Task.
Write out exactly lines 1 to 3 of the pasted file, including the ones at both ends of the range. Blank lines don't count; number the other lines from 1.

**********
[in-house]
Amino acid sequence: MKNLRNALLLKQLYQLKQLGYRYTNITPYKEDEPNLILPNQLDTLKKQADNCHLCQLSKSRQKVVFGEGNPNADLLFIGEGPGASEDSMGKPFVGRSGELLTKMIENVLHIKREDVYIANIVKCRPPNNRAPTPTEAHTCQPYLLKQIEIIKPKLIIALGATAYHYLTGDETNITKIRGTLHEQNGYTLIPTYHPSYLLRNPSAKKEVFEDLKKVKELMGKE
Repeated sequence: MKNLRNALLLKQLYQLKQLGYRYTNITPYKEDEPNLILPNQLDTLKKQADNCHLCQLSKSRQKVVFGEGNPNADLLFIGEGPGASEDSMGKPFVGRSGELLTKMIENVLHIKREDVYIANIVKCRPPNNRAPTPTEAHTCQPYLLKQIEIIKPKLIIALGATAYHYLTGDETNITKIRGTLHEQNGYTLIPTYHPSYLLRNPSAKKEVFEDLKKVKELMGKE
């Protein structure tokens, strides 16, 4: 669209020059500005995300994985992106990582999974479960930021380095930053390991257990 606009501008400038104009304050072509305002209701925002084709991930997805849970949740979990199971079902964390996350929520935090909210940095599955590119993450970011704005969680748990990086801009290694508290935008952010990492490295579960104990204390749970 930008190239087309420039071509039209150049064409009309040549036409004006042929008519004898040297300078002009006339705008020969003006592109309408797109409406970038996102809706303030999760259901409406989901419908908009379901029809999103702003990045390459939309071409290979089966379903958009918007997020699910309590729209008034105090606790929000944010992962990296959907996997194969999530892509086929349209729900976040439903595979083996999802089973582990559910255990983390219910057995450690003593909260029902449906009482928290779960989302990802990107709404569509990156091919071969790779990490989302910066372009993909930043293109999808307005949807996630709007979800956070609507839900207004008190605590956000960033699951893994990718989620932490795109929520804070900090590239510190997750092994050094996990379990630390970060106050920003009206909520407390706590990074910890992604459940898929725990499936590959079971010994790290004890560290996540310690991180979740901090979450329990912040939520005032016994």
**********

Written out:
[in-house]
Amino acid sequence: MKNLRNALLLKQLYQLKQLGYRYTNITPYKEDEPNLILPNQLDTLKKQADNCHLCQLSKSRQKVVFGEGNPNADLLFIGEGPGASEDSMGKPFVGRSGELLTKMIENVLHIKREDVYIANIVKCRPPNNRAPTPTEAHTCQPYLLKQIEIIKPKLIIALGATAYHYLTGDETNITKIRGTLHEQNGYTLIPTYHPSYLLRNPSAKKEVFEDLKKVKELMGKE
Repeated sequence: MKNLRNALLLKQLYQLKQLGYRYTNITPYKEDEPNLILPNQLDTLKKQADNCHLCQLSKSRQKVVFGEGNPNADLLFIGEGPGASEDSMGKPFVGRSGELLTKMIENVLHIKREDVYIANIVKCRPPNNRAPTPTEAHTCQPYLLKQIEIIKPKLIIALGATAYHYLTGDETNITKIRGTLHEQNGYTLIPTYHPSYLLRNPSAKKEVFEDLKKVKELMGKE